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Suggested Citation:"B Committee Charge." Institute of Medicine. 2007. A 21st Century System for Evaluating Veterans for Disability Benefits. Washington, DC: The National Academies Press. doi: 10.17226/11885.
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Appendix B
Committee Charge

STATEMENT OF TASKS

  1. How well do the medical criteria in the Department of Veterans Affairs (VA) Rating Schedule and VA rating regulations enable assessment and adjudication of the proper levels of disability to compensate both for the impact on quality of life and impairment in earnings capacity? Provide an analysis of the descriptions associated with each condition’s rating level that considers progression of severity of condition as it relates to quality-of-life impairment and impairment in average earnings capacity.

  2. Certain criteria and/or levels of disability are required for entitlement to ancillary and special-purpose benefits. To what extent, if any, do the required thresholds need to change? Determine from a medical perspective at what disability rating level a veteran’s medical or vocational impairment caused by disability could be improved by various special benefits such as adapted housing, automobile grants, clothing allowance, and vocational rehabilitation. Consideration should be given to existing and additional benefits.

  3. Analyze the current application of the individual unemployability (IU) extraschedular benefit to determine whether the Rating Schedule descriptions need to more accurately reflect a veteran’s ability to participate in the economic marketplace. Propose alternative medical approaches, if any, to IU that would more appropriately reflect individual circumstances in the determination of benefits. For the population of disabled veterans, analyze

Suggested Citation:"B Committee Charge." Institute of Medicine. 2007. A 21st Century System for Evaluating Veterans for Disability Benefits. Washington, DC: The National Academies Press. doi: 10.17226/11885.
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the cohort of IU recipients. Examine the base rating level to identify patterns. Determine if the Rating Schedule descriptions of conditions provide a barrier to assigning the base disability rating level commensurate with the veteran’s vocational impairment.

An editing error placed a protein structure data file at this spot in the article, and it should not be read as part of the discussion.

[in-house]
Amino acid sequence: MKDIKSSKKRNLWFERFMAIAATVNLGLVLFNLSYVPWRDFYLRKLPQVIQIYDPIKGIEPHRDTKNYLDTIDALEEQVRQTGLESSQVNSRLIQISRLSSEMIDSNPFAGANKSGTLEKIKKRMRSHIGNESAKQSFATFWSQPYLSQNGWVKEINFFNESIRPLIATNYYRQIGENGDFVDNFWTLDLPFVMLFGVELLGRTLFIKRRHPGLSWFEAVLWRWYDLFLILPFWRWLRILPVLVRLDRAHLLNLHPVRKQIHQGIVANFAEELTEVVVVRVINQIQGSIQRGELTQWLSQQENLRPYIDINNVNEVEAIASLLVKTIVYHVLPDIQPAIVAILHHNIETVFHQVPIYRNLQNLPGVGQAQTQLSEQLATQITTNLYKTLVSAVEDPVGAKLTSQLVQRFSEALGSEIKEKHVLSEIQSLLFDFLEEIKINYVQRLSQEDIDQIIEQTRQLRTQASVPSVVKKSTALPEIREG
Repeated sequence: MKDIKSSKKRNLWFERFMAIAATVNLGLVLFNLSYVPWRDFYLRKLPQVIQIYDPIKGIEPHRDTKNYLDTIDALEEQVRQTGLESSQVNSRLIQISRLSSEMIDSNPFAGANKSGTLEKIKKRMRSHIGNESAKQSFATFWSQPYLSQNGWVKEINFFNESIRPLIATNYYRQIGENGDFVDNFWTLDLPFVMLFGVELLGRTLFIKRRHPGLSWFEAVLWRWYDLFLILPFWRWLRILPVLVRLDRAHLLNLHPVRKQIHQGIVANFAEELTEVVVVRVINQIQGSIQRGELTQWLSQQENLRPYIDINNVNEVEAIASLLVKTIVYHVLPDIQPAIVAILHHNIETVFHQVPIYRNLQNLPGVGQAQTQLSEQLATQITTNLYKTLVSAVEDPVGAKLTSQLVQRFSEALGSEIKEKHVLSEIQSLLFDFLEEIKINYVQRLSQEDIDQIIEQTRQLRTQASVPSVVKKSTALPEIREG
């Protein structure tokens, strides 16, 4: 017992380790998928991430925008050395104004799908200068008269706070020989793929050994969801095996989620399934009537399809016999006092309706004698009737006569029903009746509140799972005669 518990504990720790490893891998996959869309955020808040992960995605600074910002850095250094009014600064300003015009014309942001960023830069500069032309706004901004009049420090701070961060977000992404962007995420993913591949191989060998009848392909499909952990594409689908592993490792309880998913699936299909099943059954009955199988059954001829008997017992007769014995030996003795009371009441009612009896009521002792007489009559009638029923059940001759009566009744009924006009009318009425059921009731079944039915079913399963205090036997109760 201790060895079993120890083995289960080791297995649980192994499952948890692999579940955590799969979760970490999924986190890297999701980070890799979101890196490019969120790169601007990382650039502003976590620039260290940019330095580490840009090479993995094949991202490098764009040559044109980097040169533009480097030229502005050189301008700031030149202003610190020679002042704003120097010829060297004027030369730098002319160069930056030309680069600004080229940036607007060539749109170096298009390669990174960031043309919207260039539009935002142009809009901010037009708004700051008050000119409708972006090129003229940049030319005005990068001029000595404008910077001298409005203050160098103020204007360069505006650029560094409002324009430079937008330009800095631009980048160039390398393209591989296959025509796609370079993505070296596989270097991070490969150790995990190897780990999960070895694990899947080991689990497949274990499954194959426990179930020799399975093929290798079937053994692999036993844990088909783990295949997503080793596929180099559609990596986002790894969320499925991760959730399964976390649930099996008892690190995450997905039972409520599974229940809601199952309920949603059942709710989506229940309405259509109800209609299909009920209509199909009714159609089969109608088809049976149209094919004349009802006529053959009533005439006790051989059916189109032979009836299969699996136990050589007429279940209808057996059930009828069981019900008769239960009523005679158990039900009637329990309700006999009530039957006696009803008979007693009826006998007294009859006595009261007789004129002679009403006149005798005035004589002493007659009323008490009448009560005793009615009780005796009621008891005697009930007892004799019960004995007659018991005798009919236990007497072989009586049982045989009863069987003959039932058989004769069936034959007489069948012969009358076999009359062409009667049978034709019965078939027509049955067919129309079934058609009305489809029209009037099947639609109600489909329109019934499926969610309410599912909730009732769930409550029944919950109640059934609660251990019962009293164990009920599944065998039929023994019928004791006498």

1. What are the advantages and disadvantages of adopting universal medical diagnostic codes rather than using a unique system? Compare and contrast the advantages and disadvantages of the VA Schedule for Rating Disabilities and the American Medical Association Guides to the Evaluation of Permanent Impairment.

  2. From a medical perspective, analyze the current VA practice of assigning service connection on “secondary” and “aggravation” bases. In secondary claims, determine what medical principles and practices should be applied in determining whether a causal relationship exists between two conditions. In aggravation claims, determine what medical principles and practices should be applied in determining whether a preexisting disease was increased due to military service or was increased due to the natural process of the disease.

  3. Compare and contrast the role of health-care professionals in the claims and appeals processes in VA and the Department of Defense (DoD), the Social Security Administration, and federal employee disability benefits programs. What skills, knowledge, training, and certification are required of the persons performing the examinations and assigning the ratings?

Suggested Citation:"B Committee Charge." Institute of Medicine. 2007. A 21st Century System for Evaluating Veterans for Disability Benefits. Washington, DC: The National Academies Press. doi: 10.17226/11885.
×
Page 302
Suggested Citation:"B Committee Charge." Institute of Medicine. 2007. A 21st Century System for Evaluating Veterans for Disability Benefits. Washington, DC: The National Academies Press. doi: 10.17226/11885.
×
Page 303
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21st Century System for Evaluating Veterans' Disability Benefits recommends improvements in the medical evaluation and rating of veterans for the benefits provided by the Department of Veterans Affairs (VA) to compensate for illnesses or injuries incurred in or aggravated by military service. Compensation is a monthly cash benefit based on a rating schedule that determines the degree of disability on a scale of 0 to 100. Although a disability rating may also entitle a veteran to ancillary services, such as vocational rehabilitation and employment services, the rating schedule is out of date medically and contains ambiguous criteria and obsolete conditions and language. The current rating schedule emphasizes impairment and limitations or loss of specific body structures and functions which may not predict disability well. 21st Century System for Evaluating Veterans' Disability Benefits recommends that this schedule could be revised to include modern concepts of disability including work disability, nonwork disability, and quality of life.

In addition to the need for an updated rating schedule, this book highlights the need for the Department of Veterans' Affairs to devote additional resources to systematic analysis of how well it is providing services or how much the lives of veterans are being improved, as well as the need for a program of research oriented toward understanding and improving the effectiveness of its benefits programs.

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